China morns the death of their national hero.
Gordon Poon, China aviation pioneer, died Tuesday, 1/12/1999, at the age of 84. Gordon Poon (Pan Guoding) is the father of Connie Chang, wife of Oakland vice mayor Henry Chang. Poon had Oakland root. He attended the Boeing Flight Academy here at the Oakland Airport in 1936.
He returned to China during the 2nd World War and flew with the CNAC over the Himalayas Mountain from India to Kunming, aiding the Flying Tigers in China. He had completed 500 trips over the Hump, the flying was hazardous in the extreme, and he was credited for discovering many new routes over the treacherous mountains where most of his colleagues lost their lives. Poon is nick-named in China as the “Eagle of the Sky” because he had established routes for air services that no one had ever ventured into. In 1942 the US Airforce with a B-25 Bomber and Poon with a C-53 freighter competing to be the first to reach the top of the world at Tibet. Poon successfully completed the trip and the US Air Force was unsuccessful.
In 1950 , Poon, with the Chiang Kai Shek controlled CNAC, flew a fleet of aircrafts from China to Hong Kong fleeing from the invading army of Mao Tse Tung. Unhappy with the corruption of the Nationalists, Poon had no desire to follow the Nationalists to Taiwan, Poon led the famous defection of a large contingence of pilots, aircrafts and mechanics from Hong Kong back to China. Led by Poon in a Convair 240, 12 aircraft were surreptitiously fueled and on November 9, 1949 they defected to Mainland China and landed near Beijing which was followed by 2,800 crew members and technicians. Premier Chou Enlai welcomed Poon and the group in Beijing. The following month, Chou gave the order to start up CAAC with Poon's Convair christened Beijing with Mao himself writing the stylized calligraphy for the plane and the logo that the fleet still carries today. Poon became the first chief pilot to lead and build the CAAC for China. He took great pride upon the CAAC he helped to build from scratch. Poon proudly states that he had been teacher to every single one of the CAAC pilots who now captained the B-747s.
The decision to defect to China was a matter of strong feelings of attachment for the motherland. He suffered many personal consequences from this fateful decision. For one, Poon had left his family behind in Hong Kong and for the next 30 years they were out of touch. Poon's wife stayed back in Hong Kong waiting for him to make contact and sent the three daughters back to the U.S. to live with her brother's family in Seattle. After waiting for 10 years in Hong Kong without any success she returned to the United States and lived in San Francisco to take care of the three daughters and a son that was born a few months after Poon defected to China.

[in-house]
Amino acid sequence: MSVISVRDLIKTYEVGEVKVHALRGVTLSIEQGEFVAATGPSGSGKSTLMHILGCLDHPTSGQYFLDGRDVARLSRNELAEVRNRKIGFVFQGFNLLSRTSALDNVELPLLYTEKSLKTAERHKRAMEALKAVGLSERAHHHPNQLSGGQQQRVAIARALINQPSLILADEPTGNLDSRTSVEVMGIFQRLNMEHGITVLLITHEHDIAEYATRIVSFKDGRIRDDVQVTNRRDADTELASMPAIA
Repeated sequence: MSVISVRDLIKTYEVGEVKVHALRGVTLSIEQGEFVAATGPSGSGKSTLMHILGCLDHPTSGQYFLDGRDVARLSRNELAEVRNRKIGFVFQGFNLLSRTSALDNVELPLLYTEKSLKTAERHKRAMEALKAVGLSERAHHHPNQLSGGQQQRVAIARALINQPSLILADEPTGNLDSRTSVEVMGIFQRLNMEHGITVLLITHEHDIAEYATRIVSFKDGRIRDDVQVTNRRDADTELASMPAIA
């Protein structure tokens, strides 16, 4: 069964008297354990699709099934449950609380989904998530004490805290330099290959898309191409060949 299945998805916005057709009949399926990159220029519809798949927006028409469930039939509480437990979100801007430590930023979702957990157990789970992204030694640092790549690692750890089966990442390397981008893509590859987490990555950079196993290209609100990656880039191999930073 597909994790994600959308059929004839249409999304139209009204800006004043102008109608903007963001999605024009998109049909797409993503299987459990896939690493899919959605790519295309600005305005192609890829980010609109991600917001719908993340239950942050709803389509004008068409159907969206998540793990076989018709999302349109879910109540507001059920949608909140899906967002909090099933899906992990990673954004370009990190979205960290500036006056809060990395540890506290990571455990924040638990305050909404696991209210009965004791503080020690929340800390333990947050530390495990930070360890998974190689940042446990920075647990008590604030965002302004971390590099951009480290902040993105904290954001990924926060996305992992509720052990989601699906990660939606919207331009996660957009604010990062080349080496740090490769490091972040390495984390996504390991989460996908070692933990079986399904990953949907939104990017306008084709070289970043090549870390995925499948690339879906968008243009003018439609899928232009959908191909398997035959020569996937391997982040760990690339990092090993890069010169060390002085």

In 1966, the fanatic xenophobia began to envelop China in Mao's disastrous Cultural Revolution. The Red Guards swept through CAAC looking for anybody who was educated, had ever been in contact with foreigners, or spoke a foreign language. Poon qualified on all counts - and worse - had a wife and children who were citizens of the United States. For the next 10 years Poon was jailed in harsh and solitary confinement. Poon survived this ultimate humiliation by the country he loved. Many of his long-time associates did not survive the experience. After the Cultural Revolution Poon was allowed to return to Beijing. In recognition for his service and suffering - he was name as the president of Beijing Aviation Consulting Service under the CAAC. He held that position until his death. He also was the longest serving member of the China Peoples Congress serving 5-5year terms (25 years) until his death as the Standing representative of Beijing to the National Political Committee. Since Gordon refused to be a member of the Communist Party he did not receive a Party ranking when he was alive. After his death the Central government honored him by creating a special title just for him (the highest ranking title for a non-communist member in the country).
In 1979, his oldest daughter, Connie and husband Henry were on a trip to Bankok. While visiting Hong Kong some distance relative from China informed her that her father believed to be dead is now living in Beijing. The Changs revised the trip itinerary and went to Beijing to search for the father. Connie and her father met first time in 30 years. The reunion was very emotional. For the next 18 years the mother refused to meet with him because of the bitter memory that Poon had abandoned her and the children for 30 years.
The Chinese government will have a state funeral to honor Poon. Connie and Henry are invited as guests by the Chinese government to attend.